The incidence of abnormal glucose metabolism in patients with rheumatoid arthritis was considerably higher than the general population. The persistent systemic inflammatory state in rheumatoid arthritis might be associated with the glucose metabolism dysfunction. In this context, insulin resistance, islet β cell apoptosis, inflammatory cytokines, and other aspects which were linked with abnormal glucose metabolism in rheumatoid arthritis were reviewed. This review will be helpful in understanding the abnormal glucose metabolism mechanism in patients with rheumatoid arthritis and might be conducive to finding an effective treatment.

1. Introduction

Rheumatoid arthritis (RA) is a systemic autoimmune disease characterized by chronic, symmetry, and destructive poly-articular synovitis. Although its pathogenesis remains unclear, it has shown that inflammation induced by abnormal immune response plays a crucial role in the development of RA. Recent studies show that RA patients with diabetes mellitus (DM) prevalence rate was about 15% to 19%, which was significantly higher than the prevalence rate of 4% to 8% of global middle-aged population DM [1, 2]. In a study, which consists of 48,718 cases of RA patients and 40,346 cases of nonrheumatic subjects, the incidence of RA patients with DM was 0.86% higher than the 0.58% in the control group which were observed, and DM risk was 1.5-fold in RA patients when compared with control group [3]. Consistently, a study described that abnormal glucose metabolism in RA patients was up to 46% after 2 years when compared with the time point of recruitment [4]. It is seen that the impaired glucose metabolism may be accelerated progress in RA patients. Here, the abnormal glucose metabolism in RA patients was reviewed.

2. Inflammation and Abnormal Glucose Metabolism

2.1. Inflammation and Insulin Resistance (IR)

Proinflammatory cytokines (TNF-α, IL-6, etc.) are closely associated with IR, and its possible mechanisms include the following: (1) TNF-α inhibits the cascade effect of insulin signaling pathway and insulin signaling pathway through stimulating insulin receptor substrate-1 (IRS-1) phosphorylation of serine which inhibited tyrosine phosphorylation [5], reduces adipocyte glucose transport protein-4 (GLUT4) expression, and inhibits the generation of adiponectin and resistances the effect of adiponectin promote insulin sensitivity [6]; (2) TNF-α and IL-6 can accelerate lipolysis and improve the level of free fatty acids which was an important factor in participation in the development of IR [7]; (3) IL-1β reduces the expression of IRS-1 leading to impaired insulin signal transduction through an extracellular signal-regulated kinase at the transcriptional level but not a posttranscriptional pathway [8]; (4) As an anti-inflammatory cytokine, low levels of IL-10 in the human exert an insulin-sensitizing effect [9].

2.2. Inflammation and β Cell Dysfunction and Apoptosis

Studies have demonstrated that the insulin secretion of islet β cells stimulated by glucose was inhibited when the IL-1β, IFN-γ, and TNF-α were added in the islet β cells culture system [10]. Furthermore, IL-1β treatment can stimulate inducible nitric oxide synthase (iNOS) expression resulting in an increased production of NO and a decreased intracellular electron transfer mitochondrial ATP synthesis. Intracellular ATP content could inhibit the secretion of insulin, leading to β cell dysfunction [11]. Besides, the increased Fas/FasL expression of β cells would lead to cell apoptosis [12]. NF-κB, the mainly downstream regulator in pancreatic β cell stimulated by inflammatory cytokines, inhibits production of β cell specific proteins, such as insulin, glucose transporter 2 (GLUT-2), and insulin promoter-1 and promotes iNOS production [13]. In the meantime, it has been shown that sulforaphane exhibits a preventive role in the cytokine-induced β cell insulin secretory dysfunction and apoptosis through inhibiting NF-κB activation and iNOS production [14].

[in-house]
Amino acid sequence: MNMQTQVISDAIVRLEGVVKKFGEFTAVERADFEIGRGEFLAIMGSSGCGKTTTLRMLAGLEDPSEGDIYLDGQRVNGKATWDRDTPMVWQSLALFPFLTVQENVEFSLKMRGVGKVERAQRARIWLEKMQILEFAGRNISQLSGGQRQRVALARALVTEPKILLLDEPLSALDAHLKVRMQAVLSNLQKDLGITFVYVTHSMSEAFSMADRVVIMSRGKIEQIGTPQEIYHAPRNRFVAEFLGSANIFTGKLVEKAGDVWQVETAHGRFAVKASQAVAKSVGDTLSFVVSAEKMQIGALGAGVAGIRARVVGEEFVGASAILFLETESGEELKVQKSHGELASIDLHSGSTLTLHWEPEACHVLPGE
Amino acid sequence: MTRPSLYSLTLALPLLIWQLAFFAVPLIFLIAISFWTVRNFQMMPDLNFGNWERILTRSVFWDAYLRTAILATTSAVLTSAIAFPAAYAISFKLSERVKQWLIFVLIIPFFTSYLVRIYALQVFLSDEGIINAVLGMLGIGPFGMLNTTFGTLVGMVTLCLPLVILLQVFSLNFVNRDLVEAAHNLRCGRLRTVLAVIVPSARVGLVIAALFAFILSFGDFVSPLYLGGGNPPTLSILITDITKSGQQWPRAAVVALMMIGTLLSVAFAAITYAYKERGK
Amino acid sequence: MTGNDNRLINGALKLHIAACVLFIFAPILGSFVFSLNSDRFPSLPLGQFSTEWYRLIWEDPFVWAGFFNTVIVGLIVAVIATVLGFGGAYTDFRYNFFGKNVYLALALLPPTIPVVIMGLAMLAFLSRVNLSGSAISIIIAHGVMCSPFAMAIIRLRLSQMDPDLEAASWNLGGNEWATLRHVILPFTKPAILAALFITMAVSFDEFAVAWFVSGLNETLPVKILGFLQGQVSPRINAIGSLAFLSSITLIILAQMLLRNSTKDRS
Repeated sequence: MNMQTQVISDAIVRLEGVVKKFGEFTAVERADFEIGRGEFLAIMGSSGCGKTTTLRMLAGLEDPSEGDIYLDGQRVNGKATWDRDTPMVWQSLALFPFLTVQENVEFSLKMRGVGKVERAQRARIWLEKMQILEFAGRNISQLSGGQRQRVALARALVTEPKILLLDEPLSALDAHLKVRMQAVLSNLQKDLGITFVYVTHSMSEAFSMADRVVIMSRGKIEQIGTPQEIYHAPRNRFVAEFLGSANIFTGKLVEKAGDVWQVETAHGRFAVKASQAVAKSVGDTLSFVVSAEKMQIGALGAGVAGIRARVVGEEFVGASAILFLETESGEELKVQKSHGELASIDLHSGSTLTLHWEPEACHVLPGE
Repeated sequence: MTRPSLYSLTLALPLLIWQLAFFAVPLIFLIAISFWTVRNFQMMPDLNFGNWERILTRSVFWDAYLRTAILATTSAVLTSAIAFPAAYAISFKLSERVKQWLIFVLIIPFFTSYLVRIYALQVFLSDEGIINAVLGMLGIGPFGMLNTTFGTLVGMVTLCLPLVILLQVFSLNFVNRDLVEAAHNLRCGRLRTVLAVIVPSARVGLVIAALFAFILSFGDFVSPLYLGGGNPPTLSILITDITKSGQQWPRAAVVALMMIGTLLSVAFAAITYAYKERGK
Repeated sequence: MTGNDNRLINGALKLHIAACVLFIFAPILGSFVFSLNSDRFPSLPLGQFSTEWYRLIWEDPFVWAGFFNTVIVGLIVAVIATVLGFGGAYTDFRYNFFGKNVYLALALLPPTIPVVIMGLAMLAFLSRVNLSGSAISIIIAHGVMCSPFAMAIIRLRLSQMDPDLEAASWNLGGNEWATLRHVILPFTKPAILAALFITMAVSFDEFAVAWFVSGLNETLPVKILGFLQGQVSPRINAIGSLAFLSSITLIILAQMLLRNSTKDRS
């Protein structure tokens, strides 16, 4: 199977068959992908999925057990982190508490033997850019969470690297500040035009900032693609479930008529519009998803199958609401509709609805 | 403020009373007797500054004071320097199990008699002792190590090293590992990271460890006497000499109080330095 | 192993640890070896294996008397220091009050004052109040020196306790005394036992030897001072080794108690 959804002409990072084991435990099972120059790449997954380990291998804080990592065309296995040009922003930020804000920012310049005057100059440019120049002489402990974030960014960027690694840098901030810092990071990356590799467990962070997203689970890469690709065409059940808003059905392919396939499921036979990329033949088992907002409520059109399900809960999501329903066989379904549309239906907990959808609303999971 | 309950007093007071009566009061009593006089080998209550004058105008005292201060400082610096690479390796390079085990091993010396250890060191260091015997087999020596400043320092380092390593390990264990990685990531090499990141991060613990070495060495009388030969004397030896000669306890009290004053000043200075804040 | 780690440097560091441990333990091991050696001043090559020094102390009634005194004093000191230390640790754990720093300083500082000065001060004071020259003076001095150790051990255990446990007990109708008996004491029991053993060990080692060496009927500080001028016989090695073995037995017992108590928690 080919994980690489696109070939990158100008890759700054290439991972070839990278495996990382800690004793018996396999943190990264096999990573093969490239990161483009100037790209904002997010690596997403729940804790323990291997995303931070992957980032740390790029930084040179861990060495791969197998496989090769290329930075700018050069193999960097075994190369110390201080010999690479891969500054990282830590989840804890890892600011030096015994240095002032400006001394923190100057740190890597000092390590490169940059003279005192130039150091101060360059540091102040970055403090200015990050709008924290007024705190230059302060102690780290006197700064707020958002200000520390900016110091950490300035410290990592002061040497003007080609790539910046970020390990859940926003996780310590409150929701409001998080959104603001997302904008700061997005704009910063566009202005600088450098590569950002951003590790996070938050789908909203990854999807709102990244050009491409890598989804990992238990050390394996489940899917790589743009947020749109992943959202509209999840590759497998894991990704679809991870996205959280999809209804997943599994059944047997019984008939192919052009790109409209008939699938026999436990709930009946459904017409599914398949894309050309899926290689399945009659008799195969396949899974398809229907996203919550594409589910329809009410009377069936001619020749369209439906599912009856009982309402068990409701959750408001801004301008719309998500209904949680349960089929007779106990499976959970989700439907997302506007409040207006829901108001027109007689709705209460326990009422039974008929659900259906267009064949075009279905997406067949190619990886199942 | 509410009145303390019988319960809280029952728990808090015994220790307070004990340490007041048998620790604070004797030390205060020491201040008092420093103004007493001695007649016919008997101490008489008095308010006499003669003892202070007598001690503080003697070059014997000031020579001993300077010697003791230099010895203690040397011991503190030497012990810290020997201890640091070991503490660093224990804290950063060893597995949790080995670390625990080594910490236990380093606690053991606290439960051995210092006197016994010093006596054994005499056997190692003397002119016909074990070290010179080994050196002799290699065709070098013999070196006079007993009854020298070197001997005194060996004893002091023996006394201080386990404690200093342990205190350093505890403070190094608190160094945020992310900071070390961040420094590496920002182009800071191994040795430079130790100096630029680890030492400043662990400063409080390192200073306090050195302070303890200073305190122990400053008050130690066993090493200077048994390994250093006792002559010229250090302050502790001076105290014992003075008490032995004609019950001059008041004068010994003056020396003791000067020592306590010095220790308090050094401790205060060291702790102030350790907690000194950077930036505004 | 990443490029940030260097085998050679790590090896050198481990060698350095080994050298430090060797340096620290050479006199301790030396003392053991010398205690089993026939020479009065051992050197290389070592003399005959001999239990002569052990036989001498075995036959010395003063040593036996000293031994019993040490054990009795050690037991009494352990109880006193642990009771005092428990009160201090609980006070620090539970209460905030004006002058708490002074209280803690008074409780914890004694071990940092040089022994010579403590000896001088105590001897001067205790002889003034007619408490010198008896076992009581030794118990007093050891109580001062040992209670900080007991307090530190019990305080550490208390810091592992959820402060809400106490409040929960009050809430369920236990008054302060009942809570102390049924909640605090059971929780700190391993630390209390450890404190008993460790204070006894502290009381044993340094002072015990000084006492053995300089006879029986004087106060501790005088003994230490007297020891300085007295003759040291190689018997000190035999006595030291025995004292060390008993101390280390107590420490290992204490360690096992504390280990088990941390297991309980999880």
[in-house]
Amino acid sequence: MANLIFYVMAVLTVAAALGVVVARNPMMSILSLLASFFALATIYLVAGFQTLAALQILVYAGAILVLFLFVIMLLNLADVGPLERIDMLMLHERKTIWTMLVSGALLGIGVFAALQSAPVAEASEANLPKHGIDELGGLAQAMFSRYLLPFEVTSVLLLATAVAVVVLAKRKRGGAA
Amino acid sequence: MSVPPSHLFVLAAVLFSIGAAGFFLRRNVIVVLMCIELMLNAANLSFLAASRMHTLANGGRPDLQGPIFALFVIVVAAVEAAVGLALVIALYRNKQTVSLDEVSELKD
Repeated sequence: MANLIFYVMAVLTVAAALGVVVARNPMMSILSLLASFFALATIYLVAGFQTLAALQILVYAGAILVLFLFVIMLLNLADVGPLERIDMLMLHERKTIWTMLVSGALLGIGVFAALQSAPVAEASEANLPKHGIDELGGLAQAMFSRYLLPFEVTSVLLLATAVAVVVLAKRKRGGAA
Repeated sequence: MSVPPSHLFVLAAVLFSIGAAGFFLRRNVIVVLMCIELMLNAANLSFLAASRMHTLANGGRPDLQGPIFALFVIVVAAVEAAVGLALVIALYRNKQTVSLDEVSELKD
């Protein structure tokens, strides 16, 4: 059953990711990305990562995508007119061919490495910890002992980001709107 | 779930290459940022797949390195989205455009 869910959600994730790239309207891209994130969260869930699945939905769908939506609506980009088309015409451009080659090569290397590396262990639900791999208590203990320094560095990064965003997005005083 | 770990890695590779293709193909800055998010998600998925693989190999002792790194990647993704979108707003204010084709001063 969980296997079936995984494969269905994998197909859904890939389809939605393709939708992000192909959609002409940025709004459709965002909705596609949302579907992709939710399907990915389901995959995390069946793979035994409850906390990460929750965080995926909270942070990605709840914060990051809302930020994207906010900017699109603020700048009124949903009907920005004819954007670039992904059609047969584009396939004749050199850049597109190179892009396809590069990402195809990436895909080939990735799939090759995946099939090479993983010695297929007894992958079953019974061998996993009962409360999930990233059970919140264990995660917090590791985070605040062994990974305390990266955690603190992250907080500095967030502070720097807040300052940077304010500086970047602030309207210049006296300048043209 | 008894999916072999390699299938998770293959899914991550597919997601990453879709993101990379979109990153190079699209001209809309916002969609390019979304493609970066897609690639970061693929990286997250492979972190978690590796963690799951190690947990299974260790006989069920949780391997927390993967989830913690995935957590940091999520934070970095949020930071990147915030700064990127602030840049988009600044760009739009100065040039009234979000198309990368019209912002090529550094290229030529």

Apoptosis mediated by endoplasmic reticulum stress has been proved to be one of the important mechanisms in pancreatic β cell apoptosis induced by IL-1β. Combination of IL-1β and IFN-γ treatment can significantly reduce the sarcoplasmic reticulum calcium pump ATP enzyme 2b protein expression and consumption endoplasmic reticulum Ca2+ storage, which also is raised by the BH3-only protein (only a proapoptotic protein Bcl-2 homology domain, belonging to Bcl-2 family) through inducing NO synthesis [15]. Islet β cells with 4-phenyl butyrate treatment significantly reduced the cell endoplasmic reticulum stress and cell apoptosis, which was induced by IL-1β through regulating endoplasmic reticulum Ca2+ concentration and c-Jun-terminal kinase (JNK) signaling pathway activation [16]. Interestingly, IL-1 receptor antagonist (IL-1ra) treatment can significantly improve blood sugar, glycated hemoglobin, proinsulin, and insulin and pancreatic β cell function in the diabetic mice induced by high-fat diet. Besides, it also reduced pancreatic β cells apoptosis, increased proliferation of β cells, and improved glucose-induced insulin secretion in vitro [17, 18].

The combination of IFN-γ and TNF-α treatment promoted the islet β cells classic cysteine-dependent apoptosis, while the administration of TNF-α alone did not increase islet β cells apoptosis. The mechanism might be due to the expression of NF-κB upregulated by TNF-α stimulation which exhibited an antiapoptotic effect. However, the NF-κB activation induced by IFN-γ or IL-1β was considered as a proapoptotic modulator [19]. Previous studies also demonstrated that combination of IFN-γ and TNF-α treatment did not increase apoptosis in the signal transducer and activator of transcription-1 (STAT1) transfected-pancreatic β cell, which revealed that STAT1 played an essential role in inhibiting β cell apoptosis resulting from IFN-γ and TNF-α treatment [20].